The Seafood Slavery Risk Tool – originally created with Liberty Asia, Seafish and the Sustainable Fisheries Partnership (SFP) and now jointly run by the aquarium with Liberty Asia and SFP – produces a rating indicating the likelihood that human trafficking, forced labor and hazardous child labor are occurring on fishing boats in a specific fishery. 

"The new Risk Tool developed by Seafood Watch and our partners will give major businesses insight into the possibility of human rights abuses in their supply chains. They can then work with suppliers to correct problems, toward the goal of achieving a seafood supply that's sustainable for both the ocean and the people whose livelihoods depend on fishing and seafood processing jobs," said Monterey Bay Aquarium Executive Director Julie Packard.

The tool also encourages businesses to engage directly with suppliers to correct abuses. Available at no cost to interested businesses, it rates the likelihood that forced labor, human trafficking or hazardous child labor is occurring on fishing boats in a specific fishery. A fishery could be rated as critical, high, moderate, or low risk for these human rights abuses.

The ratings are derived from credible, publicly available sources, including reports by authoritative institutions (e.g., U.S. government agencies, the European Union and the United Nations) and civil society organizations (universities, NGOs and media outlets). All these data are available in the public domain. The tool is available here.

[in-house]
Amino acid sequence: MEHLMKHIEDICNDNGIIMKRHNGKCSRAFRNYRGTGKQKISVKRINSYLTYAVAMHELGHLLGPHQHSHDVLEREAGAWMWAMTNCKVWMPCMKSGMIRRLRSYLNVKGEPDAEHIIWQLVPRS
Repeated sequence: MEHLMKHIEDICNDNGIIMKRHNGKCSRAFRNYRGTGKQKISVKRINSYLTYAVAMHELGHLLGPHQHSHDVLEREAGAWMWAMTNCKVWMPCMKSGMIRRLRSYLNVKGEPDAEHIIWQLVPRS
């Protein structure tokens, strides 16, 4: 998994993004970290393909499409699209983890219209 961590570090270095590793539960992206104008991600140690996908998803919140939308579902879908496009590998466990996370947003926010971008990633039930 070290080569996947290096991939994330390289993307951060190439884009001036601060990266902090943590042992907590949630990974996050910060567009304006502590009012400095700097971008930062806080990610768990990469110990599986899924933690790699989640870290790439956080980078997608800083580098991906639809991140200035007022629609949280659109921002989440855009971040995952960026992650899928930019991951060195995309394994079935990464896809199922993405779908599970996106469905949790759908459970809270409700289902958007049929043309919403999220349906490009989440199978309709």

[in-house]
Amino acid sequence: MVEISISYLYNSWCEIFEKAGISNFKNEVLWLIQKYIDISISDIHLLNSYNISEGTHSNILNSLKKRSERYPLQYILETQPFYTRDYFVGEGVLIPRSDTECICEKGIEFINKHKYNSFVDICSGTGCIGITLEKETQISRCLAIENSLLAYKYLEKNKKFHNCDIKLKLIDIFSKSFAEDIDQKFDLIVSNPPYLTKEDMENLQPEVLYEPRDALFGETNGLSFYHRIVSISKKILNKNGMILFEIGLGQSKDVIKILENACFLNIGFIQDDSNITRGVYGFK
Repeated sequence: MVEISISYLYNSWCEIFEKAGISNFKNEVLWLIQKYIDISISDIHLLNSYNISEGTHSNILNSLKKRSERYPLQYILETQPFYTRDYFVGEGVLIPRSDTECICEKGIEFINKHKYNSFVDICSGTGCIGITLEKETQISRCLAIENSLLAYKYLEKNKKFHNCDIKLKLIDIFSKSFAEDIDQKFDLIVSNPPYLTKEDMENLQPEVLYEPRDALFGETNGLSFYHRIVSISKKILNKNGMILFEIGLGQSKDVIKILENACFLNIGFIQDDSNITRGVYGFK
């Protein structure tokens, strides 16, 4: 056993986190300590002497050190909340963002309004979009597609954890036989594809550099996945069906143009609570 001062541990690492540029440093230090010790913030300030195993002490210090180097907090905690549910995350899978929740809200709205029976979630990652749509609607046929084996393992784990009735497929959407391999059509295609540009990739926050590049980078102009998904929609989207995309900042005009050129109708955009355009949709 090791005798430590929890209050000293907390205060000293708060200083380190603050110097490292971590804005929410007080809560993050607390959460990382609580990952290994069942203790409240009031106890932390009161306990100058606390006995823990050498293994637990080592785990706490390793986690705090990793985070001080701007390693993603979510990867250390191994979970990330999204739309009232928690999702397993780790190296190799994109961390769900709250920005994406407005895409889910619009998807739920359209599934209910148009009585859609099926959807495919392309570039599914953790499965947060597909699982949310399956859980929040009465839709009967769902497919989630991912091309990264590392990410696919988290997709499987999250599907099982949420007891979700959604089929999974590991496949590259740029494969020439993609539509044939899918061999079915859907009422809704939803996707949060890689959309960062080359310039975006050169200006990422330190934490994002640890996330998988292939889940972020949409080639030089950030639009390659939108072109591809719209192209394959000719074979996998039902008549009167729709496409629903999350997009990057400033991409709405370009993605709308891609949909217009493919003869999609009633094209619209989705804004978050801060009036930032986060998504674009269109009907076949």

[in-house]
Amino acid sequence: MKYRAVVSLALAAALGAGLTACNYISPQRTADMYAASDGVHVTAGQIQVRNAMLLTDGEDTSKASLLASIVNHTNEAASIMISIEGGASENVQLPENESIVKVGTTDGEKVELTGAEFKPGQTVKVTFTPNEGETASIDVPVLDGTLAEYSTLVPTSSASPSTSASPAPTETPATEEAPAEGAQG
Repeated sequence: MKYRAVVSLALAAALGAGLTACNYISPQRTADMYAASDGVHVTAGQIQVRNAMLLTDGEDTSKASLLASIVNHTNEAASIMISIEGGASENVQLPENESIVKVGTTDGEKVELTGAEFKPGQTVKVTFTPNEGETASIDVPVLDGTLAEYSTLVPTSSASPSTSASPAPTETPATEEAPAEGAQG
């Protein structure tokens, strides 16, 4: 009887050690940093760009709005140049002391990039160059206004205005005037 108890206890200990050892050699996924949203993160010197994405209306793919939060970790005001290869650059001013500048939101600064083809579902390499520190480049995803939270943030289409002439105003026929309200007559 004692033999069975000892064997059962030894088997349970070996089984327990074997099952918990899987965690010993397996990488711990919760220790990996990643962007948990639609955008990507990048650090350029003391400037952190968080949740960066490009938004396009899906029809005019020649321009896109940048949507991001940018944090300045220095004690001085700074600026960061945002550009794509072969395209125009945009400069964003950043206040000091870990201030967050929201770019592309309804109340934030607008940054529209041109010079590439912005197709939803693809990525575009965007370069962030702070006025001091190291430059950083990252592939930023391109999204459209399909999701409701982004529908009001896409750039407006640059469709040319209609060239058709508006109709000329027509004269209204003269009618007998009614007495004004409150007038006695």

The tool was developed over the course of two years, in a process that included extensive peer review by businesses and human rights organizations, including the ILO, the US Department of Labor, US State Department, Fair Trade USA, FishWise, Winrock, Greenpeace, Slave Free Seas, USAID, and US Immigration and Customs Enforcement.

"Human rights abuses in the seafood industry are an endemic and ongoing problem," said Sustainable Fisheries Partnership CEO and founder Jim Cannon. "We're proud to be involved with the development of what we believe will be a valuable tool for the industry to help prevent these kinds of abuses from occurring."

In early 2018, environmental organisation WWF and its partners also introduced a revolutionary blockchain technology to the Pacific Islands’ tuna industry, the first of its kind for this region, to help stamp out illegal fishing and human rights abuses. Tracking fish from vessel to the supermarket, the Blockchain Supply Chain Traceability Project is using digital technology in the fresh and frozen tuna sectors of the Western and Central Pacific region to strengthen supply chain management.